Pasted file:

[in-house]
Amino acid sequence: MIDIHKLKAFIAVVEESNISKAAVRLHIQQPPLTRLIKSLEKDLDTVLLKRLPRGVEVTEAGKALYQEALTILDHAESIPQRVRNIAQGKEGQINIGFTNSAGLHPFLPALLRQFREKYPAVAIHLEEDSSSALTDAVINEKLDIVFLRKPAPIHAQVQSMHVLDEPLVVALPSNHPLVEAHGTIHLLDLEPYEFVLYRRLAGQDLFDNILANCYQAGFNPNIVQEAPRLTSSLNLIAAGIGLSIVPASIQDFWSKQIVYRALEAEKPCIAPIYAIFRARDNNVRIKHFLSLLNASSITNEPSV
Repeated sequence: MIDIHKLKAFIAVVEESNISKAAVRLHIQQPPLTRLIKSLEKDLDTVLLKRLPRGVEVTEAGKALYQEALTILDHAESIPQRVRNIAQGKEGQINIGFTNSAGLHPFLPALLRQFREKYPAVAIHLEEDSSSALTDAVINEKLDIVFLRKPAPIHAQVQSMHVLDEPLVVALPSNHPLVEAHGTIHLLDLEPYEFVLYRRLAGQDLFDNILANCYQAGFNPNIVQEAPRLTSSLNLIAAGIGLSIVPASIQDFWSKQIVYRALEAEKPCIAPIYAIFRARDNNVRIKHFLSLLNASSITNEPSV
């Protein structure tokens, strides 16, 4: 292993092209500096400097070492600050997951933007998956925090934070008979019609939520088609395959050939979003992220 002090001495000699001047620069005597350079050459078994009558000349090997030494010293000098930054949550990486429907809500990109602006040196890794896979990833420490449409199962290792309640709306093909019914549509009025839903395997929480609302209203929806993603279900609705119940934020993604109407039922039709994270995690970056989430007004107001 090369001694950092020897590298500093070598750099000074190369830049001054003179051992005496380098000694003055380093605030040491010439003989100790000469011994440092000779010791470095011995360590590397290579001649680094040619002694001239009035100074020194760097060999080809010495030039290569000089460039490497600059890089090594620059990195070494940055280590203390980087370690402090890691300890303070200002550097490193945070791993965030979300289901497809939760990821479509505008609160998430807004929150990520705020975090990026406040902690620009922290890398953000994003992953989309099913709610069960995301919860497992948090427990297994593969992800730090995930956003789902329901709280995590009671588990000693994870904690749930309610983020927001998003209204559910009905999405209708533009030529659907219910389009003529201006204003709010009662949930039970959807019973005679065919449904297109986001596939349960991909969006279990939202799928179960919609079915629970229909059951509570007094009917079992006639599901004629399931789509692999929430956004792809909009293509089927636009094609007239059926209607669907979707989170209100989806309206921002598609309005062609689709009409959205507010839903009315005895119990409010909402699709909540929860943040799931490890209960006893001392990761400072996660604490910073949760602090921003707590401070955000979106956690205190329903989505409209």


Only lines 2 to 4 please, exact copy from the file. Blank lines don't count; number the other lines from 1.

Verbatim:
Amino acid sequence: MIDIHKLKAFIAVVEESNISKAAVRLHIQQPPLTRLIKSLEKDLDTVLLKRLPRGVEVTEAGKALYQEALTILDHAESIPQRVRNIAQGKEGQINIGFTNSAGLHPFLPALLRQFREKYPAVAIHLEEDSSSALTDAVINEKLDIVFLRKPAPIHAQVQSMHVLDEPLVVALPSNHPLVEAHGTIHLLDLEPYEFVLYRRLAGQDLFDNILANCYQAGFNPNIVQEAPRLTSSLNLIAAGIGLSIVPASIQDFWSKQIVYRALEAEKPCIAPIYAIFRARDNNVRIKHFLSLLNASSITNEPSV
Repeated sequence: MIDIHKLKAFIAVVEESNISKAAVRLHIQQPPLTRLIKSLEKDLDTVLLKRLPRGVEVTEAGKALYQEALTILDHAESIPQRVRNIAQGKEGQINIGFTNSAGLHPFLPALLRQFREKYPAVAIHLEEDSSSALTDAVINEKLDIVFLRKPAPIHAQVQSMHVLDEPLVVALPSNHPLVEAHGTIHLLDLEPYEFVLYRRLAGQDLFDNILANCYQAGFNPNIVQEAPRLTSSLNLIAAGIGLSIVPASIQDFWSKQIVYRALEAEKPCIAPIYAIFRARDNNVRIKHFLSLLNASSITNEPSV
């Protein structure tokens, strides 16, 4: 292993092209500096400097070492600050997951933007998956925090934070008979019609939520088609395959050939979003992220 002090001495000699001047620069005597350079050459078994009558000349090997030494010293000098930054949550990486429907809500990109602006040196890794896979990833420490449409199962290792309640709306093909019914549509009025839903395997929480609302209203929806993603279900609705119940934020993604109407039922039709994270995690970056989430007004107001 090369001694950092020897590298500093070598750099000074190369830049001054003179051992005496380098000694003055380093605030040491010439003989100790000469011994440092000779010791470095011995360590590397290579001649680094040619002694001239009035100074020194760097060999080809010495030039290569000089460039490497600059890089090594620059990195070494940055280590203390980087370690402090890691300890303070200002550097490193945070791993965030979300289901497809939760990821479509505008609160998430807004929150990520705020975090990026406040902690620009922290890398953000994003992953989309099913709610069960995301919860497992948090427990297994593969992800730090995930956003789902329901709280995590009671588990000693994870904690749930309610983020927001998003209204559910009905999405209708533009030529659907219910389009003529201006204003709010009662949930039970959807019973005679065919449904297109986001596939349960991909969006279990939202799928179960919609079915629970229909059951509570007094009917079992006639599901004629399931789509692999929430956004792809909009293509089927636009094609007239059926209607669907979707989170209100989806309206921002598609309005062609689709009409959205507010839903009315005895119990409010909402699709909540929860943040799931490890209960006893001392990761400072996660604490910073949760602090921003707590401070955000979106956690205190329903989505409209």